Mania Grade: D
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- Audio Rating: B+
- Video Rating: B+
- Packaging Rating: B-
- Menus Rating: B
- Extras Rating: B+
- Age Rating: 13 & Up
- Region: All Region DVD
- Released By: Central Park Media
- MSRP: 29.95
- Running time: 108
- Aspect Ratio: 1.33:1
- Disc Resolution: 480i/p (mixed/unknown)
- Disc Encoding: MPEG-2
- Series: Geobreeders
By Chris Beveridge
August 25, 2002
Release Date: August 13, 2002
What They Say
© Central Park Media
Join Kagura Total Security, a pack of lovable loose cannons dedicated to wiping out phantoms. Get ready for rip-roaring explosions, terrifying chase scenes, and lots of two-fisted fighting action!The Review!
After really enjoying the original Geobreeders release back in 2000, most of the original team is back to provide a slightly longer OVA series. Unfortunately, it seems as if they lost their magic.Audio:
For our primary viewing session, we listened to this disc in its original language of Japanese. This is a pretty solid stereo mix with some nice moments of directionality throughout it, most notably for several of the scenes involving guns or other weaponry. Dialogue is nice and clear and we noticed no distortions or dropouts.Video:
The transfer for these OVA’s overall is pretty good, with the great coloring style showing through. Cross coloration is pretty much non-existent and aliasing is fairly minimal throughout, but there’s some serious ghosting issues going during scene transitions in the editing department as well as during several long panning sequences, where characters seem to just stutter even though they’re standing still. This is likely more in the source material itself than anything else, but is still distracting.Packaging:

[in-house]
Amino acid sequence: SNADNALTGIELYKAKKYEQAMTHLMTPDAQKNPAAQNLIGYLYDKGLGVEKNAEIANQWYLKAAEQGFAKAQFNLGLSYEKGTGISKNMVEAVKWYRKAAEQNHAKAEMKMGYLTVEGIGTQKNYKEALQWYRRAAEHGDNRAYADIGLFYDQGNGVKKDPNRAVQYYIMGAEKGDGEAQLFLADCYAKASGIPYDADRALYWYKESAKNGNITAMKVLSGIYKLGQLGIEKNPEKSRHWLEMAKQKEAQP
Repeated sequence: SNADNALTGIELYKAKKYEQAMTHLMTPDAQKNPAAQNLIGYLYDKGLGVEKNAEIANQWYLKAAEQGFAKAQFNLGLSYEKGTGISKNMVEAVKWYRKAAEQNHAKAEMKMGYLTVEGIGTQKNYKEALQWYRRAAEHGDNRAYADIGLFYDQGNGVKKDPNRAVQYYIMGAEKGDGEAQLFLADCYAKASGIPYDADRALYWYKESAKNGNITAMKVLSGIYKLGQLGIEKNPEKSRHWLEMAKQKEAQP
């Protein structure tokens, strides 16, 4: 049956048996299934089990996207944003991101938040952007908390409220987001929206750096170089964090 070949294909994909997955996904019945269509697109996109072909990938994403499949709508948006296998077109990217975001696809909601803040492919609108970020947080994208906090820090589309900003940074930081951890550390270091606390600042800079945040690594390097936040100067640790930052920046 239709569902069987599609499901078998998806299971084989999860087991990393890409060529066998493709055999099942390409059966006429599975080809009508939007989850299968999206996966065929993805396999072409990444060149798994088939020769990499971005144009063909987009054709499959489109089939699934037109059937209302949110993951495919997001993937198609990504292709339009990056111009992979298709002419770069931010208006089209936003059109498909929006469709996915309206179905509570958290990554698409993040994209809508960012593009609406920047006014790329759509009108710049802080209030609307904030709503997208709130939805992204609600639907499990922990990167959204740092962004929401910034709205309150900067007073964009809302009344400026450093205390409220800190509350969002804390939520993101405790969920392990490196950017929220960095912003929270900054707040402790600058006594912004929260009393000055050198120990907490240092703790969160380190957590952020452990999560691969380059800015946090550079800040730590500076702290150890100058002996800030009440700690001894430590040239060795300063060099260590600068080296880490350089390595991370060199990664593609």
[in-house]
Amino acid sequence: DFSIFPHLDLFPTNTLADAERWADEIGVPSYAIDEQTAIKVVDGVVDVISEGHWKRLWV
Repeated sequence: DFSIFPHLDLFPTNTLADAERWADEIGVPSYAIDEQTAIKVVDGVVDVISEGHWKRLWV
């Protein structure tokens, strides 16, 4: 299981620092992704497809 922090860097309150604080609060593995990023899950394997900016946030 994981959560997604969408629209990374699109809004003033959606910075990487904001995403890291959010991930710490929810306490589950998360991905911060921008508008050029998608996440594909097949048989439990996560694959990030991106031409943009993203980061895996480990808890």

Done in a style more reminiscent of CPM’s manga covers than their anime, you’ve got several of the women from the show leaning forward with action style poses and the single male lead sort of falling in the background. It’s a pretty vibrant cover, but it just feels too manga-ish. The back cover uses a piece of animation artwork as the single piece with a brief summary of the show and lots of information on the discs features and technical information. The reverse side provides bilingual cast listings and the chapter listings for all four episodes as well as basic production information. Menu:
Done up in a cat head logo design, the center of the menu has animation from the show playing with music while static pieces of character art ring around it. Submenus are set up in similarly themed ways but with static pieces. The menus are nice and quick to load and easy to move back and forth in.Extras:
There’s a good selection of extras on this disc. There’s a section of character profiles, which is the only place some of these characters get their names used, a section detailing the comics and some storyboards. The interview with Yuji Moriyama is similar to the Project A-Ko one in that it runs just a couple of minutes from the Big Apple Anime Fest in 2001 when he attended. Both Japanese and US trailers for the show are provided here as well as a clean opening and ending sequence.Content: